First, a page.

pexels tarzine jackson 773371CHICAGO – Employers can no longer discriminate based on hair, thanks to a measure led by State Senator Mattie Hunter (D-Chicago).

The Create a Respectful and Open Workplace for Natural Hair (CROWN) Act was signed into law Wednesday by Governor JB Pritzker, which includes hair texture and protective hairstyles such as braids, locks and twists to the Illinois Human Rights Act’s definition of “race”.

“So much of our identity has been wrapped into our hair, and the way we wear it has been judged for centuries,” Hunter said. “The CROWN Act shouldn’t have been necessary in the land of the ‘free’, but its implementation will protect people from petty discrimination.”

Findings from a recent Dove study uncovered that 80% of African American women felt they needed to switch their hairstyle to align with more conservative workplace standards in order to fit in.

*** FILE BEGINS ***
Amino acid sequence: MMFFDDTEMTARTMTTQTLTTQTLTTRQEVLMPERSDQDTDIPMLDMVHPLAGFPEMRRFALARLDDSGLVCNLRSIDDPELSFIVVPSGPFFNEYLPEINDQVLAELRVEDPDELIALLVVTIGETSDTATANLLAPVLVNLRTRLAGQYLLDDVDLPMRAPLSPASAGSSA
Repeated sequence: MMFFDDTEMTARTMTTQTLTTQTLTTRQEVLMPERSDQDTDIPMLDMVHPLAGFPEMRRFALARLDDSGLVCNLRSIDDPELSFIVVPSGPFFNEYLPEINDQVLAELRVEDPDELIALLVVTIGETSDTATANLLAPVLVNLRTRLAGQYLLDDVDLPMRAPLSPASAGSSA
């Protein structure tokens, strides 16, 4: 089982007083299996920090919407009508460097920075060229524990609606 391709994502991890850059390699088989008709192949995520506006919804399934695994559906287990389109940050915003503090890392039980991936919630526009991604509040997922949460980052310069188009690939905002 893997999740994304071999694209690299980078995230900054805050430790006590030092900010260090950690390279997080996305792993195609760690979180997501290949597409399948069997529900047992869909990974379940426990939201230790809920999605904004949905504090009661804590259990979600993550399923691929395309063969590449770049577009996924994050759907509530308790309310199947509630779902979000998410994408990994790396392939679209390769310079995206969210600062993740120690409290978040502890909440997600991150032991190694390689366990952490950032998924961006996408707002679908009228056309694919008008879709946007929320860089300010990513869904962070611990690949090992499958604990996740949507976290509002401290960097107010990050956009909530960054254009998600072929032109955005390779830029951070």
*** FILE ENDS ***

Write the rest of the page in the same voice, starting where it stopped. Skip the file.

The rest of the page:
Hair discrimination occurs not only in the workplace, but in schools across the country. Last year, the Illinois General Assembly passed the Jett Hawkins Act in response to a four-year old boy in Chicago who was told his braids violated his private school’s dress code.

This law expands on the Jett Hawkins Act, ensuring a uniform standard for the prevention of discrimination in schools, the workplace, and traditional public accommodations such as stores, restaurants, parks, and movie theaters.

“The way I wear my hair has nothing to do with my ability to do my job or with my level of professionalism,” Hunter said. “Judge me not on my hair, but who I am as a person.”

Similar laws have been passed in 14 other states, and the CROWN ACT has also been introduced on the federal level.

The CROWN Act goes into effect in Illinois next January.